The Anonymous Widower

Is The United States Catching Railway Mania?

This article on Global Rail News is entitled Brightline Looks To Replicate Model In Other US Regions.

This is the first two paragraphs.

Brightline, the United States’ only privately-owned, operated and maintained intercity passenger railway, has revealed it is looking to replicate its model in other areas of the country.

The announcement comes less than six months after Brightline’s first service was launched between Fort Lauderdale and West Palm Beach, Florida, and weeks after the service was extended to Miami.

Brightline must be doing alright!

Especially, as they are going to start construction of their extension from West Palm Beach to Orlando.

Talking to an American friend today, she said that Orlando to Miami is a long drive. I wouldn’t know, as I’ve only been to Florida twice and that was to Key West with C and a conference near a couple of theme parks. On the latter trip, I got to see the Space Shuttle take off!

Brightline’s concept seems sensible.

  • Higher-speed diesel-electric train.
  • Trains consist of two SCB-40 locomotives and four coaches initially.
  • Speeds up to 125 mph.
  • Level disabled access
  • Wi-fi
  • Orlando to Miami is planned in three hours.
  • 7-12 services per day.

The concept has echoes of an InterCity 125, built to modern standards.

If we can find several routes to run InterCity 125 trains, surely Brightline’s plan to duplicate the Florida service can find many places in the wide expanses of the United States.

But this is not the only rail project, that I’ve covered on this blog lately.

The Texas Bullet Train

I covered the Texas Bullet Train in August 2017.

  • This will run between Dallas and Houston.
  • A speed of 205 mph
  • A journey time of 90 minutes.
  • Based on Japanese Shinkansen technology.
  • Could start in 2020.

See Texas Central Railway on Wikipedia for more details.

Vivarail D-Train To Be Tested In US Cities

On the face of it to use a Vivarsil Class 230 train in the United States seems a crazy idea.

Wikipedia says this about the concept.

During March 2018, it was announced that plans were being developed to take a Class 230 to the United States, in order to demonstrate how they could provide a low-cost rolling stock option for new passenger services.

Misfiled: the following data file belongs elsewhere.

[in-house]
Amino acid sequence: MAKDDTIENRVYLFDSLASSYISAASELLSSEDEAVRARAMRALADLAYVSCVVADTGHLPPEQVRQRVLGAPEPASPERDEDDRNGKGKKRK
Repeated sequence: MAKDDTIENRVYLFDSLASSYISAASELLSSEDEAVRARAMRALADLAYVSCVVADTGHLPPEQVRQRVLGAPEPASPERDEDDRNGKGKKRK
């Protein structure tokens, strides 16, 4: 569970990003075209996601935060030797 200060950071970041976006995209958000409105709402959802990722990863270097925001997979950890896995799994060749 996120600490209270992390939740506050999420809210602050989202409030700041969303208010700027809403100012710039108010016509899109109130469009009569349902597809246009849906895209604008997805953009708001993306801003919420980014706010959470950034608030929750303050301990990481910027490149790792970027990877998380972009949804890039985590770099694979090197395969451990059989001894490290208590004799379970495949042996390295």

The idea would be to run them on freight lines with temporal separation from freight trains.

The Rise Of Metro, Light Rail And Trams In The United States

I haven’t been to the United States this century and in those days, Metro, light rail and tram systems were fairly thin on the ground.

In those days, I drove and I think I’ve only ridden on systems in Boston and New York.

What surprised me, was that Wikipedia now lists about over a hundred rail transit systems around the United States, several of which are expanding.

Even cities built for the car, like Dallas, Houston and Los Angeles have systems.

Temporal Separation In Salt Lake City

The TRAX light rail system in Salt Lake City, is a system with three lines, forty-five miles of track and fifty stations.

This is a paragraph from Wikipedia.

TRAX uses former Denver and Rio Grande tracks as well as street trackage to service Salt Lake City. Between the hours of midnight and six in the morning, Union Pacific freight trains use much of the trackage, up to just past 2500 S to service a number of industries along the line.

How many other areas in the United States can use techniques like this?

Conclusion

Perhaps the United States is going through a Modern equivalent of Railway Mania.

This time though, it is not driven by a frenzy of get rich quick investors, but more by the following.

  • Serious investors like Pension Funds looking for places to put money to get a return for thirty to forty years.
  • Brightline talks of city-pairs, where it is too-far to drive and too close to fly, like Orlando-Miami and Dallas-Houston.
  • Dallas-Houston will link two cities with light rail networks. Others will follow this model, if it’s successful.
  • Increasing highway and airport congestion must help rail.

But the biggest driver could be the new technology coming on stream from the rail industry, which makes setting up systems easier, less disruptive and more affordable.

 

June 14, 2018 - Posted by | Travel | , , ,

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